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Cochrane Database Syst Rev. 2014 Jun 2;6:CD009697. doi: 10.1002/14651858.CD009697.pub2.

Perioperative corticosteroids for preventing complications following facial plastic surgery.

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  • 1Emergency Medicine and Evidence Based Medicine, Universidade Federal de São Paulo, Rua Borges Lagoa 564 cj 64, Vl. Clementino, São Paulo, São Paulo, Brazil, 04038-000.



Early recovery is an important factor for people undergoing facial plastic surgery. However, the normal inflammatory processes that are a consequence of surgery commonly cause oedema (swelling) and ecchymosis (bruising), which are undesirable complications. Severe oedema and ecchymosis delay full recovery, and may make patients dissatisfied with procedures. Perioperative corticosteroids have been used in facial plastic surgery with the aim of preventing oedema and ecchymosis.


To determine the effects, including safety, of perioperative administration of corticosteroids for preventing complications following facial plastic surgery in adults.


In January 2014, we searched the following electronic databases: the Cochrane Wounds Group Specialised Register; the Cochrane Central Register of Controlled Trials (CENTRAL) (The Cochrane Library); Ovid MEDLINE; Ovid MEDLINE (In-Process & Other Non-Indexed Citations); Ovid Embase; EBSCO CINAHL; and Literatura Latino-Americana e do Caribe em Ciências da Saúde (LILACS). There were no restrictions on the basis of date or language of publication.


We included RCTs that compared the administration of perioperative systemic corticosteroids with another intervention, no intervention or placebo in facial plastic surgery.


Two review authors independently screened the trials for inclusion in the review, appraised trial quality and extracted data.


We included 10 trials, with a total of 422 participants, that addressed two of the outcomes of interest to this review: swelling (oedema) and bruising (ecchymosis). Nine studies on rhinoplasty used a variety of different types, and doses, of corticosteroids. Overall, the results of the included studies showed that there is some evidence that perioperative administration of corticosteroids decreases formation of oedema over the first two postoperative days. Meta-analysis was only possible for two studies, with a total of 60 participants, and showed that a single perioperative dose of 10 mg dexamethasone decreased oedema formation in the first two days after surgery (SMD = -1.16, 95% CI: -1.71 to -0.61, low quality evidence). The evidence for ecchymosis was less consistent across the studies, with some contradictory results, but overall there was some evidence that perioperatively administered corticosteroids decreased ecchymosis formation over the first two days after surgery (SMD = -1.06, 95% CI:-1.47 to -0.65, two studies, 60 participants, low quality evidence ). The difference was not maintained after this initial period. One study, with 40 participants, showed that high doses of methylprednisolone (over 250 mg) decreased both ecchymosis and oedema between the first and seventh postoperative days. The only study that assessed facelift surgery identified no positive effect on oedema with preoperative administration of corticosteroids. Five trials did not report on harmful (adverse) effects; four trials reported that there were no adverse effects; and one trial reported adverse effects in two participants treated with corticosteroids as well as in four participants treated with placebo. None of the studies reported recovery time, patient satisfaction or quality of life. The studies included were all at an unclear risk of selection bias and at low risk of bias for other domains.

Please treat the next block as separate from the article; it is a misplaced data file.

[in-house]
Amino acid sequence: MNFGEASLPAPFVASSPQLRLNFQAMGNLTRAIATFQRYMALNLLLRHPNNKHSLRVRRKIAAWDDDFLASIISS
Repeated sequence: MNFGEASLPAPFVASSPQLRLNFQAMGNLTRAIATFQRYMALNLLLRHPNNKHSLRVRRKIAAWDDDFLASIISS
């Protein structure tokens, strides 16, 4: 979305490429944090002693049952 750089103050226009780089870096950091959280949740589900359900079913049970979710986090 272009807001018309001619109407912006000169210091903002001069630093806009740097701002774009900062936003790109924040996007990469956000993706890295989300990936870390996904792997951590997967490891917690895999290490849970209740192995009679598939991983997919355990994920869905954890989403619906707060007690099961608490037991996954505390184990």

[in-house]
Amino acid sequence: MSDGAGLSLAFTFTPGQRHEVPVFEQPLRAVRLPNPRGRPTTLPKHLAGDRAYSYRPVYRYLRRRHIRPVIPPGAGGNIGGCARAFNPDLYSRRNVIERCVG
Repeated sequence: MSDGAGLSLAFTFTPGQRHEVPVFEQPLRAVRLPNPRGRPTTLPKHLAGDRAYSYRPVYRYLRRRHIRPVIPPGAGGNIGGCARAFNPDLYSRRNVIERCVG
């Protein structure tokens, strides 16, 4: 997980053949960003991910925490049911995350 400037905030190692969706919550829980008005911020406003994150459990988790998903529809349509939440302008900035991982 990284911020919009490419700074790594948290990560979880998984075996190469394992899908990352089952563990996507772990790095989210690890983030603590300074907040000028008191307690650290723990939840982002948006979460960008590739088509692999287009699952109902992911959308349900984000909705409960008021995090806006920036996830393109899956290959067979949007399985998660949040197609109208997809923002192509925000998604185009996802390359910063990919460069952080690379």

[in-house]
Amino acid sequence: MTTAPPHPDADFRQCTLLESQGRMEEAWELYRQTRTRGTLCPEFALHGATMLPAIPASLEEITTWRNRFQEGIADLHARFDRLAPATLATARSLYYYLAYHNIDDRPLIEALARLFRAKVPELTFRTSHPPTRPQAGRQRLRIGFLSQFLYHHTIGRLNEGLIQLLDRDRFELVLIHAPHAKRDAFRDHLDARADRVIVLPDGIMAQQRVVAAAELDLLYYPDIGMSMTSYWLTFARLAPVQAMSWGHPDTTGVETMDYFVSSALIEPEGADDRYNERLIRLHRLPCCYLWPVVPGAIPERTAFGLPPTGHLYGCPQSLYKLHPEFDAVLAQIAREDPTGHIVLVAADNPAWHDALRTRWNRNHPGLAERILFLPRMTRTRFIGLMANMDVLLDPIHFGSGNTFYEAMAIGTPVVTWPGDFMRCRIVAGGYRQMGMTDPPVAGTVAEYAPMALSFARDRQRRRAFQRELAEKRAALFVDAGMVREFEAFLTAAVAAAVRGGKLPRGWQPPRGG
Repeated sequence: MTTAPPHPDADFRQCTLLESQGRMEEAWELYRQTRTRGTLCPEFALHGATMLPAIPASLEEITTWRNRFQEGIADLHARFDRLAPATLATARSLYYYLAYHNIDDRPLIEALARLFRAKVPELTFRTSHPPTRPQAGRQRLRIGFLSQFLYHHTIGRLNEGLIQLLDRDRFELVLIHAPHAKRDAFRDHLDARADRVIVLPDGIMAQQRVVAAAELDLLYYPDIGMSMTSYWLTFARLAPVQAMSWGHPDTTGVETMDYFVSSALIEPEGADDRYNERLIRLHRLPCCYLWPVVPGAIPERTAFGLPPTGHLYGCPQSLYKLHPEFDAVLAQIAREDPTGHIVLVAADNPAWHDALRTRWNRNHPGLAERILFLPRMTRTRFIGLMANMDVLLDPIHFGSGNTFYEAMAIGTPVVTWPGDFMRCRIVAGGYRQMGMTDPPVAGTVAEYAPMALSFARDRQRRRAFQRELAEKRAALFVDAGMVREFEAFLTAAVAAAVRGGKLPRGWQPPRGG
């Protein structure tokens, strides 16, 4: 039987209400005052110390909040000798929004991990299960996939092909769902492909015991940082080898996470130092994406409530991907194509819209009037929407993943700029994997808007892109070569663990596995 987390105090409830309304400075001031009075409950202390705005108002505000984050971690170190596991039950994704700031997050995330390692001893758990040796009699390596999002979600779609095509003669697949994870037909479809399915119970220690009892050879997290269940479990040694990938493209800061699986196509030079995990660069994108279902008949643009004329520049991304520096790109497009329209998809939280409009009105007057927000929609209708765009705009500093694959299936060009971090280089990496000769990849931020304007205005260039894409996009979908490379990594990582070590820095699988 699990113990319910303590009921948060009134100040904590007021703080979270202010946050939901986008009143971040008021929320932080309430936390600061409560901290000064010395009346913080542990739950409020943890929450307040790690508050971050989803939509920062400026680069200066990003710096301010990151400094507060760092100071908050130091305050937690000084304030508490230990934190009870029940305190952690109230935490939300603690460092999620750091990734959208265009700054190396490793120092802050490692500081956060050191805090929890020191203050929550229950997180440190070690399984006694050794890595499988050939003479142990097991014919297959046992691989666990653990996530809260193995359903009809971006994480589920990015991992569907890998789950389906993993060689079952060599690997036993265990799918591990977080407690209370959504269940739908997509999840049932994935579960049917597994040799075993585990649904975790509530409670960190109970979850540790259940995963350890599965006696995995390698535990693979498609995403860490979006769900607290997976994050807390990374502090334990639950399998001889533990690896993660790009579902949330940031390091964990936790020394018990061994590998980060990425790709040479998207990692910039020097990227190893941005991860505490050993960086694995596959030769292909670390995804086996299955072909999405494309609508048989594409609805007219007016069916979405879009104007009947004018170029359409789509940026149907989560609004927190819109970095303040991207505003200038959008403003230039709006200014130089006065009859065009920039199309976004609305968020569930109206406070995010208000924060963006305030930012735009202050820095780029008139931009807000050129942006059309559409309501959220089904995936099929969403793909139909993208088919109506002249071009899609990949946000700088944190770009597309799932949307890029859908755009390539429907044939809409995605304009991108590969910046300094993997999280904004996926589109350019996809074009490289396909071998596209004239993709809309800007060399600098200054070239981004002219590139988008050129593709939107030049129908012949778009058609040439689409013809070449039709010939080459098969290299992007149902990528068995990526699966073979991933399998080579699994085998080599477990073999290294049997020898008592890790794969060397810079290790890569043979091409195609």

There is limited evidence for rhinoplasty that a single perioperative dose of corticosteroids decreases oedema and ecchymosis formation over the first two postoperative days, but the difference is not maintained after this period. There is also limited evidence that high doses of corticosteroids decrease both ecchymosis and oedema between the first and seventh postoperative days. The clinical significance of this decrease is unknown and there is little evidence available regarding the safety of this intervention. More studies are needed because at present the available evidence does not support the use of corticosteroids for prevention of complications following facial plastic surgery.

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